Wednesday, September 23, 2009
This chart is arguably the best way to look at the dollar's value vis a vis the currencies of our trading partners, because it uses a very large basket of currencies and makes adjustments for cross-border inflation differentials. As you can see, the dollar is about 7% above its all-time low, a level that has provided solid support three times in the past.
In today's world of floating currencies, almost every currency rises and falls against other currencies at one time or another. But a currency that is persistently weak or continually falling relative to others presents a problem. If the dollar's value were to continue to fall to new lows, eventually this would trigger rising inflation pressures. Indeed, supply-siders usually assume that any significant decline in a currency's value (particularly against gold) is a sign of easy money and therefore rising inflation risk. That's because inflation can be defined as the loss of purchasing power of a unit of currency.
Weak and falling currencies are also bad for growth, since they scare away investment. Who wants to invest in a country if there exists the real possibility that one's investment will be eroded by a falling currency? At the very least investors require special incentives (i.e., premiums) to invest in an economy with a weak currency.
Weak currencies are symptomatic of a variety of factors: easy money, weak economic growth prospects, lack of confidence, weak currency demand, and bad fiscal policies (e.g., wasteful spending, high tax rates). Strong currencies, on the other hand, typically reflect tight monetary policy, strong growth prospects, confidence, strong currency demand, and good fiscal policies.
So as the dollar nears its all-time low and the Fed is concluding its deliberations, the world wants to know what the Fed thinks about the weak dollar. If the Fed is unconcerned about the dollar because it is only worried about engineering a recovery, that will be bad news for the dollar and it will likely test its lows.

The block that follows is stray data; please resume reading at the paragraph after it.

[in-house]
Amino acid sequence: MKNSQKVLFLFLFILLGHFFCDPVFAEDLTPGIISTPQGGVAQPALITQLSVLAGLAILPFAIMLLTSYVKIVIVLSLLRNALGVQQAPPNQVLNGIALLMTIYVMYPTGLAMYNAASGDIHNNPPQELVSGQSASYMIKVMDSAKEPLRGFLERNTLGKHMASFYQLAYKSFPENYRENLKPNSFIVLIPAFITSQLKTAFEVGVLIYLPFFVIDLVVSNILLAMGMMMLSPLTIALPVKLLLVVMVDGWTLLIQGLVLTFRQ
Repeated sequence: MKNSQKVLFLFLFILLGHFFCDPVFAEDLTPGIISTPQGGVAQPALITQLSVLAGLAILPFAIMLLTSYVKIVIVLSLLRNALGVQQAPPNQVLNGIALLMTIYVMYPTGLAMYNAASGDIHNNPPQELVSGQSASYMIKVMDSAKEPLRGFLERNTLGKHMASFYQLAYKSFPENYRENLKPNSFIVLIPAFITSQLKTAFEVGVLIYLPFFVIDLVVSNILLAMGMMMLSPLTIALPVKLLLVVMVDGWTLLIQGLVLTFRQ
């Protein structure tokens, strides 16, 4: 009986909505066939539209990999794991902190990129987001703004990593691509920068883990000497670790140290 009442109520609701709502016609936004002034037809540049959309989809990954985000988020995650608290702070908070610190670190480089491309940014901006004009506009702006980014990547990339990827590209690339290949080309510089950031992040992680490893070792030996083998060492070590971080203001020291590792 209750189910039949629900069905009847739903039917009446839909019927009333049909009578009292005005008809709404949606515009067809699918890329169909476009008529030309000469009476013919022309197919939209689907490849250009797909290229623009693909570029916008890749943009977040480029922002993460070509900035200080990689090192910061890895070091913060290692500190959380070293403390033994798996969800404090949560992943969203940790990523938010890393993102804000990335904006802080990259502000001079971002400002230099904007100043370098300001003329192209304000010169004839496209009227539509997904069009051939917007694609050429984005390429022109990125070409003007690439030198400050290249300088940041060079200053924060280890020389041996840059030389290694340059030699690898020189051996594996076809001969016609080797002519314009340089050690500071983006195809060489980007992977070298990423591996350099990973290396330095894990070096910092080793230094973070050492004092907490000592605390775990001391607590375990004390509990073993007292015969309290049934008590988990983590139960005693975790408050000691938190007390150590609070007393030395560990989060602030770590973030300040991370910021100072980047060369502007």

This next chart compares the dollar to the euro (it goes back in time by using the DM as a proxy for what the euro would have been worth). The green line represents the inflation-adjusted level of the exchange rate that would theoretically make prices in the U.S. and Europe roughly equal. Again we see that the dollar is with 5-10% of its all-time low (1.60) against the euro.
I'm guessing that the Fed is not going to make a fuss over the dollar, and that it will therefore continue to decline. But before too long, either the Fed will have to pay attention or the world will suddenly come to reasses its opinion of the U.S. economy and the Fed's monetary policy.
At this point I doubt that the dollar will make new lows, even though there is no shortage of problems weighing on the dollar: easy money, bad fiscal policies, falling dollar demand (i.e., rising money velocity), weak growth prospects, and a general lack of confidence. I'm inclined to be a contrarian when everything seems pointed in the same direction and valuations reflect an extreme.
There are two things that could turn the dollar around at this point, and I would expect to see one or both surface before the end of the year: 1) a Fed that becomes concerned over the dollar's weakness, and is thus willing to tighten policy sooner than expect, and/or 2) a growing perception that the U.S. economy is not as weak as so many seem to think. (This latter development will rebound to the first, since a stronger-than-expected economy would give the Fed plenty of cover to tighten policy.) I see plenty of signs that the economy is doing better than most people give it credit for, and I see no reason the economy can't grow at a 3-4% rate for the next few years.
Posted by Scott Grannis at 10:43 AM